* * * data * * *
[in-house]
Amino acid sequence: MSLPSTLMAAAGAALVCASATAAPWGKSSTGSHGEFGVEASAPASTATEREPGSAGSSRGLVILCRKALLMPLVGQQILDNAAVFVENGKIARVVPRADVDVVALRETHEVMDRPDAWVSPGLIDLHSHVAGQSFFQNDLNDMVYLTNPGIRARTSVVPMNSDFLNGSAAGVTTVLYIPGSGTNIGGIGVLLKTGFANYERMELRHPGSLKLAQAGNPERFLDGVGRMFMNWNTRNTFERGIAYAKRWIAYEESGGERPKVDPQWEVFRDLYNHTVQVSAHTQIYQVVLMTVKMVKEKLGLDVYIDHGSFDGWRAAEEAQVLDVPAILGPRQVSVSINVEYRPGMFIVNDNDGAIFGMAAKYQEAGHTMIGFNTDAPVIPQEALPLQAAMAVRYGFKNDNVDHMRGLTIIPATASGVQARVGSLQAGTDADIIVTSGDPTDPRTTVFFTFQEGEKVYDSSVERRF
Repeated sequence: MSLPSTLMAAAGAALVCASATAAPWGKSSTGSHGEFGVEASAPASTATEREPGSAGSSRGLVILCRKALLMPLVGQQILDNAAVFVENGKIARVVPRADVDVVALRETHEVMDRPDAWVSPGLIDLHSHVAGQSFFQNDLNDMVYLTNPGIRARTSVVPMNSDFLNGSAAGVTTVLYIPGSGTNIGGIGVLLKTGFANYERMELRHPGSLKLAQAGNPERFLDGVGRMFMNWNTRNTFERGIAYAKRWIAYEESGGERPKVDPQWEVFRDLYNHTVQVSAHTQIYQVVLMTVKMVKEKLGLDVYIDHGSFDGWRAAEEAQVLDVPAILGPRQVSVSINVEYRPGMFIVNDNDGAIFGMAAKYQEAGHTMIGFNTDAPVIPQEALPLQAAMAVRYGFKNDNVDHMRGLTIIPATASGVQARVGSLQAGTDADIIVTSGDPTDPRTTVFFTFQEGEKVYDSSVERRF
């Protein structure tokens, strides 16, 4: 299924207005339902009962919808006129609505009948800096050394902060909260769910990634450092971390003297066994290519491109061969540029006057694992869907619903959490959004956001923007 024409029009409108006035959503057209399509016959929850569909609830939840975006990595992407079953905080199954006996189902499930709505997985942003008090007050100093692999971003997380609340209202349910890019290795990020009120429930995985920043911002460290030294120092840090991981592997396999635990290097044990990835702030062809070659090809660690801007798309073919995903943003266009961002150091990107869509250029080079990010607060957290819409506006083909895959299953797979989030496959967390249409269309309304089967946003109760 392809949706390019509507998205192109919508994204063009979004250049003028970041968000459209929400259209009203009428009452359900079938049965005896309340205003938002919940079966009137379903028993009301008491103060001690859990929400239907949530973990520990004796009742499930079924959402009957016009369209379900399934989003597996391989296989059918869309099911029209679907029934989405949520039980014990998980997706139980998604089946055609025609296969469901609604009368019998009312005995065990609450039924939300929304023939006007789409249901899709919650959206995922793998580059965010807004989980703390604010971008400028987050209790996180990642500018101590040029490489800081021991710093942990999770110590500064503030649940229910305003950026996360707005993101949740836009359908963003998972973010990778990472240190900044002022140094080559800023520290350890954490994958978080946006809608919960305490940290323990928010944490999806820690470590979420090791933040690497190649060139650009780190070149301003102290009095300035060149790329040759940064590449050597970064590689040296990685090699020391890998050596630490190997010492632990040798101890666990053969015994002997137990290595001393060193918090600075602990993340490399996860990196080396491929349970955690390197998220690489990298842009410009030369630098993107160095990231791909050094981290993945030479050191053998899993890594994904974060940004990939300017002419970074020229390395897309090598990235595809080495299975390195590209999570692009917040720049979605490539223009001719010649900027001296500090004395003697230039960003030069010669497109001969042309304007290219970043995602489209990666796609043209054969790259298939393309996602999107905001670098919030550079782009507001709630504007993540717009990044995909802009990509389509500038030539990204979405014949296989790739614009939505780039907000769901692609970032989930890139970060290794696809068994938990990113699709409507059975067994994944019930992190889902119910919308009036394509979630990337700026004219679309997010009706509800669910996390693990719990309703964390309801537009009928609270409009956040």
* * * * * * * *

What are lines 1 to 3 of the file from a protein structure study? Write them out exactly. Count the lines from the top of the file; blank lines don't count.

[in-house]
Amino acid sequence: MSLPSTLMAAAGAALVCASATAAPWGKSSTGSHGEFGVEASAPASTATEREPGSAGSSRGLVILCRKALLMPLVGQQILDNAAVFVENGKIARVVPRADVDVVALRETHEVMDRPDAWVSPGLIDLHSHVAGQSFFQNDLNDMVYLTNPGIRARTSVVPMNSDFLNGSAAGVTTVLYIPGSGTNIGGIGVLLKTGFANYERMELRHPGSLKLAQAGNPERFLDGVGRMFMNWNTRNTFERGIAYAKRWIAYEESGGERPKVDPQWEVFRDLYNHTVQVSAHTQIYQVVLMTVKMVKEKLGLDVYIDHGSFDGWRAAEEAQVLDVPAILGPRQVSVSINVEYRPGMFIVNDNDGAIFGMAAKYQEAGHTMIGFNTDAPVIPQEALPLQAAMAVRYGFKNDNVDHMRGLTIIPATASGVQARVGSLQAGTDADIIVTSGDPTDPRTTVFFTFQEGEKVYDSSVERRF
Repeated sequence: MSLPSTLMAAAGAALVCASATAAPWGKSSTGSHGEFGVEASAPASTATEREPGSAGSSRGLVILCRKALLMPLVGQQILDNAAVFVENGKIARVVPRADVDVVALRETHEVMDRPDAWVSPGLIDLHSHVAGQSFFQNDLNDMVYLTNPGIRARTSVVPMNSDFLNGSAAGVTTVLYIPGSGTNIGGIGVLLKTGFANYERMELRHPGSLKLAQAGNPERFLDGVGRMFMNWNTRNTFERGIAYAKRWIAYEESGGERPKVDPQWEVFRDLYNHTVQVSAHTQIYQVVLMTVKMVKEKLGLDVYIDHGSFDGWRAAEEAQVLDVPAILGPRQVSVSINVEYRPGMFIVNDNDGAIFGMAAKYQEAGHTMIGFNTDAPVIPQEALPLQAAMAVRYGFKNDNVDHMRGLTIIPATASGVQARVGSLQAGTDADIIVTSGDPTDPRTTVFFTFQEGEKVYDSSVERRF